Student veterans honored during 'warming' Veterans Day ceremony in Biddeford
The lives and contributions of both America’s and the University’s veterans were celebrated at the University of New England on Veterans Day, Nov. 11, in a gathering at the Danielle N. Ripich Commons on the Biddeford Campus.
The event — organized by the UNE College of Osteopathic Medicine (UNE COM) Association for Military Osteopathic Physicians and Surgeons (AMOPS) and the Undergraduate Student Government (USG) — brought together UNE students, student veterans, participants of the Army ROTC, and several community members for an hour of impassioned storytelling and gratitude for those who have served in the Armed Forces.
UNE President James D. Herbert, Ph.D., speaking before the crowd, thanked students and faculty with military experience, saying that they represent the “very best” of UNE.
“You deserve our deep admiration and thanks — not just today, not just in November, but every day of the year,” the president remarked. “Students, it is only through your resolve, determination, and sacrifice that the American way of life has been preserved. You inspire me; your maturity, your patriotism, and your deep understanding of issues many young people are just now confronting brings out the best in your peers. We are forever in your debt.”
Jonathan Laurie (Health, Wellness, and Occupational Studies, ’22), current chair of Student Affairs for the USG and former Gunner’s Mate 2nd Class for the U.S. Navy, said the ceremony was a warming experience that demonstrated the camaraderie of what it means to be a veteran.
“It’s so powerful to be in this environment, surrounded by other veterans,” Laurie said. “I love seeing other students who are veterans because you don’t know, in your day-to-day life wearing civilian clothes, who shares the same type of background as you. It’s comforting to be here and hear stories from those presenting to the crowd.”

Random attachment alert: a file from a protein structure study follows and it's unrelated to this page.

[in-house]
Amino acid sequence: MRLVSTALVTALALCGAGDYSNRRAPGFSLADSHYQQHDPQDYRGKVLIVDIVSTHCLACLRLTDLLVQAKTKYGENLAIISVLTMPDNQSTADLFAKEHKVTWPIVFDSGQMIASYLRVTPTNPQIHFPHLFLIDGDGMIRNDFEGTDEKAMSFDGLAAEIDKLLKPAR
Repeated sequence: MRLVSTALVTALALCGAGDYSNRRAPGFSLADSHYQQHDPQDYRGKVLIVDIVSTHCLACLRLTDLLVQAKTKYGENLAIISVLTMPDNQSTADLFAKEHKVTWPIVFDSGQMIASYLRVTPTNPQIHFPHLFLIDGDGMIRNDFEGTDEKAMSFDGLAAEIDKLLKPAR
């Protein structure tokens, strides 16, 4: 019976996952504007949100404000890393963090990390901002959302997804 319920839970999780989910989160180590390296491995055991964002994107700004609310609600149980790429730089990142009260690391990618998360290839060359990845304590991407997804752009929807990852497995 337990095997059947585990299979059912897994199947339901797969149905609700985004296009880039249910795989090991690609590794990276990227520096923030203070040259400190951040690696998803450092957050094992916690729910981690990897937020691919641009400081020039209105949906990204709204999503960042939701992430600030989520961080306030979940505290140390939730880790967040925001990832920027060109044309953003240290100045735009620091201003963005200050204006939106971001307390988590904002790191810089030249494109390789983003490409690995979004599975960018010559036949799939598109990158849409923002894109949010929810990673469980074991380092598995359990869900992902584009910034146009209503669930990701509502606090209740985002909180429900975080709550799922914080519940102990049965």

In addition to remarks from Herbert and students, two guest speakers – retired Air Force Col. Jennifer Fullmer, board chair of veterans’ employment advocacy organization Boots2Roots, and retired Navy Capt. Joseph F Rappold, M.D. — shared their experiences as retired service members.
Fullmer reminded the audience not to take their freedoms for granted because, she said, they have come at a cost.
“No one hates war more than those who’ve served in the military, but the one thing we hate more is the safety of our children and communities being threatened,” Fullmer said. “In many areas of the world, there are no choices like we have in America. So, when you thank a veteran today, think about why you are saying ‘thank you,’ because veterans understand the value of freedom.”
U.S. Navy Ensign Katie Santanello (D.O., ’24) said her planned experience as a naval doctor will help her better serve her community as an osteopathic physician.
“I’m eager to work on interprofessional teams in the military. Every single person has insight that is a nod to both their past experiences and current ideals, and we must understand and value their perspectives and ensure that everyone has a seat at the table,” Santanello said. “I believe these interprofessional experiences inherent to military service will serve me well in my time as a civilian after my career in the military.”
Laurie said his experience in the U.S. Navy taught him to push boundaries — a skill he sees as necessary for when he graduates this May.
“You’re forced to push boundaries as part of your job in the service, and the same can be said in a professional setting, especially in health care,” Laurie stated. “I think it's really important for anybody to acknowledge what they're truly capable of and how far they can push their own boundaries because something really remarkable happens when you do trust and have faith in yourself. Something that might've been an overwhelming challenge becomes a beautiful opportunity for growth and change.”
Ashley Roy (Medical Biology, ’22), USG vice president, said it was an honor to organize this year’s Veterans Day commemoration, and she thanked Fullmer and Rappold for attending.
“It is my hope that students take more than just the two hours today to recognize our nation's bravest men and women,” she said. “Col. Fullmer and Capt. Rappold are inspirational to me for their leadership, service, and selflessness. I was thankful to have the opportunity to hear them speak with us today.”